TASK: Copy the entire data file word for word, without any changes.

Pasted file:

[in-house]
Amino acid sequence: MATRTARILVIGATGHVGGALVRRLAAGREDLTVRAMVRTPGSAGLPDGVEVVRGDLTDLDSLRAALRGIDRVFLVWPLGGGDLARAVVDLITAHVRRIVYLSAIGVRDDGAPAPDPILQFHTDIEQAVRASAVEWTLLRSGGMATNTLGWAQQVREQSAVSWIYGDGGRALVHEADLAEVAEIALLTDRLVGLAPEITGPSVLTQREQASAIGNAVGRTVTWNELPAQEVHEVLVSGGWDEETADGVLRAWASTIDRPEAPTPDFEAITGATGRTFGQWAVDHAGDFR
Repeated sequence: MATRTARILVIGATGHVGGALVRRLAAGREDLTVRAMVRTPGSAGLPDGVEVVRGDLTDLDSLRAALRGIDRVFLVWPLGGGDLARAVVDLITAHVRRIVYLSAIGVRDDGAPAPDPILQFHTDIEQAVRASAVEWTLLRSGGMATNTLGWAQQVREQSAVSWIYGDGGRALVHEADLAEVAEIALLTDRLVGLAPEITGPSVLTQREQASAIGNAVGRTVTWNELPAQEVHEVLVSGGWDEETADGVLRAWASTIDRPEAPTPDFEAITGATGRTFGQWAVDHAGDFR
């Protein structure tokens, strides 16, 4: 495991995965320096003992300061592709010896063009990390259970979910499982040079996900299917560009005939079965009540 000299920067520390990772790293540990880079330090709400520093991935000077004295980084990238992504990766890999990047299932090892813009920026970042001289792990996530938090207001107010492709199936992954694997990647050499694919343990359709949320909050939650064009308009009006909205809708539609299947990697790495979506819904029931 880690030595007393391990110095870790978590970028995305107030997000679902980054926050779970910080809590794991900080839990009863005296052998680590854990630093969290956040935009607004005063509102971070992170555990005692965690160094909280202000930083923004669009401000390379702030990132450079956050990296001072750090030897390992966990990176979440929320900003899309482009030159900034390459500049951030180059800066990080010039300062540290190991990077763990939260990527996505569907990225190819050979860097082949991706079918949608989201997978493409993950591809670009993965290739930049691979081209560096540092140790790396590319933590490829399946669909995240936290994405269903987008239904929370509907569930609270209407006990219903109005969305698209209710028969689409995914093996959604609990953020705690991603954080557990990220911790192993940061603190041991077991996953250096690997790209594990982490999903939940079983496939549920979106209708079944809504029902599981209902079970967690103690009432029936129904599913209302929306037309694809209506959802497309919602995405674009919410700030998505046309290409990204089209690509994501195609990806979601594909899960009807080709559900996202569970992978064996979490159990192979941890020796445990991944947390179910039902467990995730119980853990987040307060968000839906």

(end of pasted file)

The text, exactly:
[in-house]
Amino acid sequence: MATRTARILVIGATGHVGGALVRRLAAGREDLTVRAMVRTPGSAGLPDGVEVVRGDLTDLDSLRAALRGIDRVFLVWPLGGGDLARAVVDLITAHVRRIVYLSAIGVRDDGAPAPDPILQFHTDIEQAVRASAVEWTLLRSGGMATNTLGWAQQVREQSAVSWIYGDGGRALVHEADLAEVAEIALLTDRLVGLAPEITGPSVLTQREQASAIGNAVGRTVTWNELPAQEVHEVLVSGGWDEETADGVLRAWASTIDRPEAPTPDFEAITGATGRTFGQWAVDHAGDFR
Repeated sequence: MATRTARILVIGATGHVGGALVRRLAAGREDLTVRAMVRTPGSAGLPDGVEVVRGDLTDLDSLRAALRGIDRVFLVWPLGGGDLARAVVDLITAHVRRIVYLSAIGVRDDGAPAPDPILQFHTDIEQAVRASAVEWTLLRSGGMATNTLGWAQQVREQSAVSWIYGDGGRALVHEADLAEVAEIALLTDRLVGLAPEITGPSVLTQREQASAIGNAVGRTVTWNELPAQEVHEVLVSGGWDEETADGVLRAWASTIDRPEAPTPDFEAITGATGRTFGQWAVDHAGDFR
């Protein structure tokens, strides 16, 4: 495991995965320096003992300061592709010896063009990390259970979910499982040079996900299917560009005939079965009540 000299920067520390990772790293540990880079330090709400520093991935000077004295980084990238992504990766890999990047299932090892813009920026970042001289792990996530938090207001107010492709199936992954694997990647050499694919343990359709949320909050939650064009308009009006909205809708539609299947990697790495979506819904029931 880690030595007393391990110095870790978590970028995305107030997000679902980054926050779970910080809590794991900080839990009863005296052998680590854990630093969290956040935009607004005063509102971070992170555990005692965690160094909280202000930083923004669009401000390379702030990132450079956050990296001072750090030897390992966990990176979440929320900003899309482009030159900034390459500049951030180059800066990080010039300062540290190991990077763990939260990527996505569907990225190819050979860097082949991706079918949608989201997978493409993950591809670009993965290739930049691979081209560096540092140790790396590319933590490829399946669909995240936290994405269903987008239904929370509907569930609270209407006990219903109005969305698209209710028969689409995914093996959604609990953020705690991603954080557990990220911790192993940061603190041991077991996953250096690997790209594990982490999903939940079983496939549920979106209708079944809504029902599981209902079970967690103690009432029936129904599913209302929306037309694809209506959802497309919602995405674009919410700030998505046309290409990204089209690509994501195609990806979601594909899960009807080709559900996202569970992978064996979490159990192979941890020796445990991944947390179910039902467990995730119980853990987040307060968000839906």